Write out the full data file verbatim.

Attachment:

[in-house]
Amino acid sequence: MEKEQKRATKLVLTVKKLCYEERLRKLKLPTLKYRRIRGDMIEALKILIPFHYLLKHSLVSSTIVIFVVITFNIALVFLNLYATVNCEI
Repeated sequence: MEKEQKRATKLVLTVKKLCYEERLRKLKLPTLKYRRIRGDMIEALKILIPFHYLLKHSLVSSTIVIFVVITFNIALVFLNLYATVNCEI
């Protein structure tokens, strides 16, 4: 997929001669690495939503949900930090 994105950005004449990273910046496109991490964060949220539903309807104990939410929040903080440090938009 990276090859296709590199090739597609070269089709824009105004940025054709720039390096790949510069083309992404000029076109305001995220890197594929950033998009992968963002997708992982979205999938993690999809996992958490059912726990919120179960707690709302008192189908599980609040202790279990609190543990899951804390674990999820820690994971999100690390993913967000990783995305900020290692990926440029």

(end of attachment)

[in-house]
Amino acid sequence: MEKEQKRATKLVLTVKKLCYEERLRKLKLPTLKYRRIRGDMIEALKILIPFHYLLKHSLVSSTIVIFVVITFNIALVFLNLYATVNCEI
Repeated sequence: MEKEQKRATKLVLTVKKLCYEERLRKLKLPTLKYRRIRGDMIEALKILIPFHYLLKHSLVSSTIVIFVVITFNIALVFLNLYATVNCEI
């Protein structure tokens, strides 16, 4: 997929001669690495939503949900930090 994105950005004449990273910046496109991490964060949220539903309807104990939410929040903080440090938009 990276090859296709590199090739597609070269089709824009105004940025054709720039390096790949510069083309992404000029076109305001995220890197594929950033998009992968963002997708992982979205999938993690999809996992958490059912726990919120179960707690709302008192189908599980609040202790279990609190543990899951804390674990999820820690994971999100690390993913967000990783995305900020290692990926440029």